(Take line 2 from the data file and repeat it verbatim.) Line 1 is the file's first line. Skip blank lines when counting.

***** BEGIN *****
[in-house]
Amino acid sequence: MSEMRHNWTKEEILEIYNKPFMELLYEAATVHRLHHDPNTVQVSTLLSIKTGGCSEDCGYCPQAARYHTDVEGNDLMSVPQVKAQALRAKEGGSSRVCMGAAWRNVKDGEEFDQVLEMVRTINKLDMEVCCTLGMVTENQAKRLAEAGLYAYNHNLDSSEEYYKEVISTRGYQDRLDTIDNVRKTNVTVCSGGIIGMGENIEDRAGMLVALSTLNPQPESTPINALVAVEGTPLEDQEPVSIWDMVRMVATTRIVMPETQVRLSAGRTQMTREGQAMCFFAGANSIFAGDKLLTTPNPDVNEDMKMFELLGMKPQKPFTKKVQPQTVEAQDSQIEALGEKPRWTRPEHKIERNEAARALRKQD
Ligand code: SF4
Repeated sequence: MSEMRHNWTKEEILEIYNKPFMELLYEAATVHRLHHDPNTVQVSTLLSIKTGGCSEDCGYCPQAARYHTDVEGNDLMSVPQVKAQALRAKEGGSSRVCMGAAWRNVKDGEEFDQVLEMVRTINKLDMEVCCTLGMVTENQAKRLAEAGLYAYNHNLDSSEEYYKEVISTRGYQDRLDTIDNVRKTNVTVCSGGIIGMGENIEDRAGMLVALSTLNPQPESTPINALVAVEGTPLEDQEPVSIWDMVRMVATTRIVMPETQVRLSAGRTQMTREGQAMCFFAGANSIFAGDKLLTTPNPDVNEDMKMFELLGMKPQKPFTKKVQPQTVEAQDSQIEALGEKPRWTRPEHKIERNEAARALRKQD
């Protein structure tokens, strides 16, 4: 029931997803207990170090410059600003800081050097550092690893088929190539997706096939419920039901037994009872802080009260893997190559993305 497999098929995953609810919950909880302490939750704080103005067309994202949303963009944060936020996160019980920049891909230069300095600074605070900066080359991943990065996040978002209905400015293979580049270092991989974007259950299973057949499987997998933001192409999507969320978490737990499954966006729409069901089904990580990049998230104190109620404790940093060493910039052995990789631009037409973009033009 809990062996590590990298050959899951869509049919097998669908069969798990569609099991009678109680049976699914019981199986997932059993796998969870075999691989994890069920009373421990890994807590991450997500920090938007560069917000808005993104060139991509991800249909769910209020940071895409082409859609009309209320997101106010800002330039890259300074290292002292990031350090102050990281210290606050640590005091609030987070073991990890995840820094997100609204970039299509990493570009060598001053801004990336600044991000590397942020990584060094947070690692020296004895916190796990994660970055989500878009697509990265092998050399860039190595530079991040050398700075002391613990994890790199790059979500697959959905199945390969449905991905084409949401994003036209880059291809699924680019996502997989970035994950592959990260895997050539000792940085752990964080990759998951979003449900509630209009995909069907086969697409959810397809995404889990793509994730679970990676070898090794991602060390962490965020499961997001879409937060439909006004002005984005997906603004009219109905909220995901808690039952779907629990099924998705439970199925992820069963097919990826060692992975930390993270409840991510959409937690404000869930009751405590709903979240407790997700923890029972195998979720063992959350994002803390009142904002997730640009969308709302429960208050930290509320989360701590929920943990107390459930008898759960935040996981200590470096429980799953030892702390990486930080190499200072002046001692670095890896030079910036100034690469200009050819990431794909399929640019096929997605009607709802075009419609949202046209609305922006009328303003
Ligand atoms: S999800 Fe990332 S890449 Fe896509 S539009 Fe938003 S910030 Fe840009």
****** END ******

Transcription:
Amino acid sequence: MSEMRHNWTKEEILEIYNKPFMELLYEAATVHRLHHDPNTVQVSTLLSIKTGGCSEDCGYCPQAARYHTDVEGNDLMSVPQVKAQALRAKEGGSSRVCMGAAWRNVKDGEEFDQVLEMVRTINKLDMEVCCTLGMVTENQAKRLAEAGLYAYNHNLDSSEEYYKEVISTRGYQDRLDTIDNVRKTNVTVCSGGIIGMGENIEDRAGMLVALSTLNPQPESTPINALVAVEGTPLEDQEPVSIWDMVRMVATTRIVMPETQVRLSAGRTQMTREGQAMCFFAGANSIFAGDKLLTTPNPDVNEDMKMFELLGMKPQKPFTKKVQPQTVEAQDSQIEALGEKPRWTRPEHKIERNEAARALRKQD